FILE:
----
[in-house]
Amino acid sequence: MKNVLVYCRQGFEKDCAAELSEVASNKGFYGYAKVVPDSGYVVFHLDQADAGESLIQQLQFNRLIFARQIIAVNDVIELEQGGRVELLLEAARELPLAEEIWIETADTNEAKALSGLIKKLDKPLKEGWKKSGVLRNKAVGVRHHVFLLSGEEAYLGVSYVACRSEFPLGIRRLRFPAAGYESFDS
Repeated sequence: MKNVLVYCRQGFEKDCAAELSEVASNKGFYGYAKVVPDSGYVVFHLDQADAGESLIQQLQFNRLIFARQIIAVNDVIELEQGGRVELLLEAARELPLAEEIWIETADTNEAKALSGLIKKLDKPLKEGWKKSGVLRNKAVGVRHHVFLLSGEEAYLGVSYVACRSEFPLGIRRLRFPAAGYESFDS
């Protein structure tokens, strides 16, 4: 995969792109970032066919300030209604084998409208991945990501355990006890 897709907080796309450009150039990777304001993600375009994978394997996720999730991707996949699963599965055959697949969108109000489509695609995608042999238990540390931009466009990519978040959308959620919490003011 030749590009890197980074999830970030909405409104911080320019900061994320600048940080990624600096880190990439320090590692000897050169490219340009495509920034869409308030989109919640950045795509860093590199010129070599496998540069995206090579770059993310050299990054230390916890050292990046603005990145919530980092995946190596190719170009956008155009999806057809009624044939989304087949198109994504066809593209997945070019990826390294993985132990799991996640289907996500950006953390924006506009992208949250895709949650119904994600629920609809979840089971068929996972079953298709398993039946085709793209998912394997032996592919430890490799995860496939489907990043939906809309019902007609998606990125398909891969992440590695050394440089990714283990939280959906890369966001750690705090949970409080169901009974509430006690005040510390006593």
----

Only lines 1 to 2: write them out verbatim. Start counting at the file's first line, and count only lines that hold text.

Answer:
[in-house]
Amino acid sequence: MKNVLVYCRQGFEKDCAAELSEVASNKGFYGYAKVVPDSGYVVFHLDQADAGESLIQQLQFNRLIFARQIIAVNDVIELEQGGRVELLLEAARELPLAEEIWIETADTNEAKALSGLIKKLDKPLKEGWKKSGVLRNKAVGVRHHVFLLSGEEAYLGVSYVACRSEFPLGIRRLRFPAAGYESFDS